Last night, I brewed a Belgian Pale using the full low oxygen method. It was actually pretty easy.
I underestimated how long it would take to bring 7.75 gallons of water to a boil. Next time, I'm going to split it between two pots and combine them when they are close to a boil.
My usual efficiency on this recipe is in the low 80's. Not being sure what to expect, I targeted 70%, but ended up hitting 73%. I can live with that for now.
I did have to do some gentle stirring to break up dough balls. Hopefully, it didn't burn through too much SMB (I used 50 mg/l). I may need to order some sulfite test strips.
Typically, I heat my strike water to 13 degrees above my target mash temp, and then I gently stir for about 5 minutes to even the temp and break up dough balls. Given the increased volume of strike water and not being able to stir, I guessed 11 degrees would work. It turned out 8.5 degrees would have been the correct target. On this beer, I doubt mashing at 152 instead of 150 will make any difference, and I'll get it right next time.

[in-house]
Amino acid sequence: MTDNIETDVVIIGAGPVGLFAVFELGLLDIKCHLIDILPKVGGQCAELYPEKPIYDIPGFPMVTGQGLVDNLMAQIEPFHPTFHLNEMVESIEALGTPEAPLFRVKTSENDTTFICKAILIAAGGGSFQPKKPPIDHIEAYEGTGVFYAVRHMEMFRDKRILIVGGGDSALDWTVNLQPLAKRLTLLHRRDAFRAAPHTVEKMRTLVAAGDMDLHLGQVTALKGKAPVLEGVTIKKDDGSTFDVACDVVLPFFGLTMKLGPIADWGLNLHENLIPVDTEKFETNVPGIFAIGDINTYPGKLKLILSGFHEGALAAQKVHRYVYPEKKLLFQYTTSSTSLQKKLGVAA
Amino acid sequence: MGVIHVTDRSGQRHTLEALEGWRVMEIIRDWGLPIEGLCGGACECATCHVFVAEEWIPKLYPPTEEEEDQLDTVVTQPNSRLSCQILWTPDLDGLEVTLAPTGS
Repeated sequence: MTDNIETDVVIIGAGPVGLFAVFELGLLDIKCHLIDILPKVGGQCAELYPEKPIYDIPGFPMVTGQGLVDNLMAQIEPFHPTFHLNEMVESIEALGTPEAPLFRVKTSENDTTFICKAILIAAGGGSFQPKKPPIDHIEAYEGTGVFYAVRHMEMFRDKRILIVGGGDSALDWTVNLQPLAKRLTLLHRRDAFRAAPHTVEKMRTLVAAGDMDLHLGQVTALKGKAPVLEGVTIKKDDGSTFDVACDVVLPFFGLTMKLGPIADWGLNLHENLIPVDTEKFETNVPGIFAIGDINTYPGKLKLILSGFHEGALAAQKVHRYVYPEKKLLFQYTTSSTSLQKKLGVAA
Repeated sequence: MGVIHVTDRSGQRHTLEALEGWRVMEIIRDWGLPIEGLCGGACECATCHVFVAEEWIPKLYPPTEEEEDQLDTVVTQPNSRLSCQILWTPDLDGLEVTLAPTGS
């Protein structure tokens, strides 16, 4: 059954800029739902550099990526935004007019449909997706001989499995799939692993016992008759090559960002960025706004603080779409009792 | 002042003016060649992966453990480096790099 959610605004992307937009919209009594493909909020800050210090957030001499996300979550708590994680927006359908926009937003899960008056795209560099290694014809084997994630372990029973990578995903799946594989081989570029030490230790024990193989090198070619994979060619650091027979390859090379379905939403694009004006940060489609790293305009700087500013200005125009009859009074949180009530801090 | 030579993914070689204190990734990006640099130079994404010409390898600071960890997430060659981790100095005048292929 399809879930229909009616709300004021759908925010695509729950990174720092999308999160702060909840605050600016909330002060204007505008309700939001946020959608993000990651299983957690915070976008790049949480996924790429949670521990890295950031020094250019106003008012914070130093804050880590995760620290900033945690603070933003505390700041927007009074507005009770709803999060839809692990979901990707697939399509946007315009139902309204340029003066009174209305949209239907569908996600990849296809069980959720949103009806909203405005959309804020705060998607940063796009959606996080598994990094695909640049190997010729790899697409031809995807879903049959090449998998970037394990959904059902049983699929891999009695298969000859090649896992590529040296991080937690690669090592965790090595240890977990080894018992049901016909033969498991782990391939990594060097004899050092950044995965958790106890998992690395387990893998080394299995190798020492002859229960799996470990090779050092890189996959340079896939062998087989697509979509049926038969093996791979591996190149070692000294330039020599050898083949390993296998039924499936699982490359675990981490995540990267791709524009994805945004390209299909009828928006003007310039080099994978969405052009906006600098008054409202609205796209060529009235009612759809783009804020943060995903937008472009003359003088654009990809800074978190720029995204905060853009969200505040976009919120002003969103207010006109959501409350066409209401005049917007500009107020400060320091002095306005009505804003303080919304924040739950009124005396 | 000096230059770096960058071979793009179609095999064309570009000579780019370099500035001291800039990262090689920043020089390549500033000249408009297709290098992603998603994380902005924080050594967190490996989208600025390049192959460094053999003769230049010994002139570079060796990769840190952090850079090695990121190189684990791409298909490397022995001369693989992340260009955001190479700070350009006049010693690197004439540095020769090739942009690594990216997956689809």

That said, I've been hitting my mash temp on the nose every brew for the last 10 years, so it's a bit irritating. If I get really into low oxygen brewing, I'll probably switch to a RIMS.
I did a 70 minute boil targeting 10% evaporation. Actual evaporation was 11.5%, which is pretty close.
The ground water here is warm. I usually chill to 90 or so and then let the chest freezer bring it to pitching temp overnight. Last night, I chilled the wort to 100 and then started recirculating 4 gallons of water I had chilled to the low 40s in the freezer while brewing. That got me down to 80 at which point I pitched the yeast into the fermentor, racked the wort on top, oxygenated, and put in the chest freezer to bring it down to 68. Next time, I'll pick up a bag of ice. That should get me where I need to be, at least for ales.
Overall, it was a pretty smooth process, and I learned what adjustments I need to make for next time. It was a long brew day, but it's nice to get everything done in one shot rather than having to chill overnight and oxygenate/pitch yeast in the morning.
This was also the first time I conditioned the grain before milling. I don't think the crush really looked all that different though.